Components of a Budget
There are mainly two components of a government budget:
Revenue Budget: Revenue receipts and revenue expenditure make up the revenue budget.
Revenue Receipts: The money which the government earns through taxes (excise tax, income tax, etc.) and other non-tax sources (such as dividend income, profits, interest receipts, etc.) come under this category of the budget component. The revenue receipts do not impact the assets and liabilities of the government directly.
Revenue Expenditure: Expenses that do not impact the assets and liabilities of the government directly are called revenue expenditure. A few examples of this type of expenditure are pensions, salaries, administrative expenses, and interest payments.
Capital Budget: This comprises capital receipts and expenditures. It is divided into two subparts:
Capital Receipts: Any receipt which indicates a decrease in the government’s assets and increases in its liabilities is termed as capital receipt. Examples include:
Money that is received through repayments of loans by states.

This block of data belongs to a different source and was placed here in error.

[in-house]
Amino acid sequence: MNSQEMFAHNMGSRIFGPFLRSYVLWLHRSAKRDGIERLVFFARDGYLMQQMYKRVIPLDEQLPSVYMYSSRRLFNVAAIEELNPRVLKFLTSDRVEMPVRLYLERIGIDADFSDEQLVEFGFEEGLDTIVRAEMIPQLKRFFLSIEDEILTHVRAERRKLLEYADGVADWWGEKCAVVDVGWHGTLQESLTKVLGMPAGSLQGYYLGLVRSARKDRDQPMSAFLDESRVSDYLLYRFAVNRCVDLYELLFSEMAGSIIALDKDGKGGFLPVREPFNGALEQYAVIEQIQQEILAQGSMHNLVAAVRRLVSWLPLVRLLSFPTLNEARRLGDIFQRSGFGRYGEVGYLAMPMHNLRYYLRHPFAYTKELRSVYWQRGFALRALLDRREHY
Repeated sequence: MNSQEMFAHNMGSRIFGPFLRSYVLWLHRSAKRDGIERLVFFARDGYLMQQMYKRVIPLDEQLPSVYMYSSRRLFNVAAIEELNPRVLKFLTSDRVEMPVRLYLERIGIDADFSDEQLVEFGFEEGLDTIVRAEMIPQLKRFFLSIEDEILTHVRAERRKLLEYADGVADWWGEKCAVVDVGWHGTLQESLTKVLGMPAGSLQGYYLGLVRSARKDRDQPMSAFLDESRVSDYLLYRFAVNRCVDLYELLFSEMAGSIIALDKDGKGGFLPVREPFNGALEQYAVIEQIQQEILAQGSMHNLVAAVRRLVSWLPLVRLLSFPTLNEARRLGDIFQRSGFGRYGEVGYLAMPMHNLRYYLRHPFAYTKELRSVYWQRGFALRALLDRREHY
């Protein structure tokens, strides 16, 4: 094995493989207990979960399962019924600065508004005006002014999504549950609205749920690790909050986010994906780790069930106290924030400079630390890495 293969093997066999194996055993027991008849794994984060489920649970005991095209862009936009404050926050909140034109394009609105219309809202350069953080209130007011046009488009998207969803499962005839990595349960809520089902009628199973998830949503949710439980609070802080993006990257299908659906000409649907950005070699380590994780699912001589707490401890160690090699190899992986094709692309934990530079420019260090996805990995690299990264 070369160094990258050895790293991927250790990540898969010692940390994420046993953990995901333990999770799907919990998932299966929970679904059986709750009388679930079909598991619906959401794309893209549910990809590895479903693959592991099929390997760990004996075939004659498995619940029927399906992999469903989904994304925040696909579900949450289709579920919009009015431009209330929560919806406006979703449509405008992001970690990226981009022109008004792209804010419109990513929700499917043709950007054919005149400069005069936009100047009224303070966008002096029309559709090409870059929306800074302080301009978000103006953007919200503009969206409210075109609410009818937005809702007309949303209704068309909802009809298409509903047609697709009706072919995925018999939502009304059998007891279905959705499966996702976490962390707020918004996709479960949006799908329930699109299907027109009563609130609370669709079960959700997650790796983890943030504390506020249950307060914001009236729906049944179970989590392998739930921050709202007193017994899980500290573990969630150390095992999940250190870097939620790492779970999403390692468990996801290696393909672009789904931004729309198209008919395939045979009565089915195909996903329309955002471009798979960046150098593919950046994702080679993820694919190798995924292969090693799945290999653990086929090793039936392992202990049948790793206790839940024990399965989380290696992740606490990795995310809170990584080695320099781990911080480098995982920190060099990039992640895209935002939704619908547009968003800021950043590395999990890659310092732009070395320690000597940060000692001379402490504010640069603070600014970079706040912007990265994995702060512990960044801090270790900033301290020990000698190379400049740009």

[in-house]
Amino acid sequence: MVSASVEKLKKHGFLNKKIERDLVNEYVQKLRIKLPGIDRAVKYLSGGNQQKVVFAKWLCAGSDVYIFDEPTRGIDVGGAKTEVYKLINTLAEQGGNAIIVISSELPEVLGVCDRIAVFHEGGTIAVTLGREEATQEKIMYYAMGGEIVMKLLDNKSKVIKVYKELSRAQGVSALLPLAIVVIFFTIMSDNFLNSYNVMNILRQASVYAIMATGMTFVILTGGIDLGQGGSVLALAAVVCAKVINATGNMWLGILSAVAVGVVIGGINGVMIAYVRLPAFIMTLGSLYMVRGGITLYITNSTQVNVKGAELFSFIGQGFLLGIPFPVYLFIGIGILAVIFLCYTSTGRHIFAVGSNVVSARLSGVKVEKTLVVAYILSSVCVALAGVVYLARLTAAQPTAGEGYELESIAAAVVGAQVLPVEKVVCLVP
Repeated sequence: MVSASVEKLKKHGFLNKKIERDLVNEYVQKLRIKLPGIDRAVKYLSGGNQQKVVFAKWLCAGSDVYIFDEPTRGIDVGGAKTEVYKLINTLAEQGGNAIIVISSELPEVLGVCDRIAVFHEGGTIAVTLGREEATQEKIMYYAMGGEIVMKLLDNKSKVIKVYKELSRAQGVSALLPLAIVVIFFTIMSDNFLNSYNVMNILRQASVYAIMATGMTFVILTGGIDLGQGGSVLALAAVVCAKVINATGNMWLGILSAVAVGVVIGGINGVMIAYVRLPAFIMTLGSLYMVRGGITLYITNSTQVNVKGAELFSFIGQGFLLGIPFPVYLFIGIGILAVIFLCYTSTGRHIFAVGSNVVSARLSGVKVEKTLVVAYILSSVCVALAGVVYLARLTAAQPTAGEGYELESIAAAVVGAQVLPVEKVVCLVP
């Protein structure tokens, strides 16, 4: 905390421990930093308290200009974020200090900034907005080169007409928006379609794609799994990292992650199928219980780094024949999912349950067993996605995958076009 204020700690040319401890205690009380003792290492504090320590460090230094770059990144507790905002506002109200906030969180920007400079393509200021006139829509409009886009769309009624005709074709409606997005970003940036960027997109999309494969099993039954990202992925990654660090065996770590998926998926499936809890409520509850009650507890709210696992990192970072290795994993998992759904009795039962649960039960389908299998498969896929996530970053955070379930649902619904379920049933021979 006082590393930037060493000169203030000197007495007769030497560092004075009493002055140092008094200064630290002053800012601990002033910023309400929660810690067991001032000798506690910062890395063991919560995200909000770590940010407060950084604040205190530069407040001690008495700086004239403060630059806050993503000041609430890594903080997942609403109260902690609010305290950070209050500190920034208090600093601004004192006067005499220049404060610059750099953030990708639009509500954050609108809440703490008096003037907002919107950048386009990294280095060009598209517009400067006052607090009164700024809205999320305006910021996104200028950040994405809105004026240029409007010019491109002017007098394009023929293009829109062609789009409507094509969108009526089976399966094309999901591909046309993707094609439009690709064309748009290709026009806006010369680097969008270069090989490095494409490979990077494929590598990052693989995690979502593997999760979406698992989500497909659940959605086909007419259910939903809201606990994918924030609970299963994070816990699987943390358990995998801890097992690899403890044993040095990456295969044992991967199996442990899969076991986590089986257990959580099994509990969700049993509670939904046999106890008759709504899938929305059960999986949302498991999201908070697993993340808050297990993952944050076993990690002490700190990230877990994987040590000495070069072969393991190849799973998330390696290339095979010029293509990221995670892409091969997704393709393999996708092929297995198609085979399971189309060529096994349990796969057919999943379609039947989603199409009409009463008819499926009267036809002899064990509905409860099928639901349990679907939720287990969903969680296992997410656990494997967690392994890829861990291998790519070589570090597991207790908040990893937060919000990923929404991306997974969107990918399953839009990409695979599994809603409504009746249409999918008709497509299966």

Money earned through disinvestments like selling of shares of public enterprises.
Expenditure or long-term investments in creating assets such as hospitals, roads, etc.
Money lent by the government to states in the form of loans
Key Points from the Chapter
Every nation needs a budget for the optimum utilization of its resources and growth
The budget represents the blueprint of the developmental plan of a nation
The Government in advance tell their income sources and the area of expenditure
Economic Survey of India is presented before the presentation of the budget
Since 2016, the railway budget has been merged with the general budget
In a democratic nation like India, the budget-making process is transparent and available for public scrutiny
The budget is broadly divided as revenue receipt and expenditure, capital receipts and expenditure.
The budget is divided into three parts - Revised budget, Actual Budget, and Estimated Budget
The budget is prepared on the first week of February every year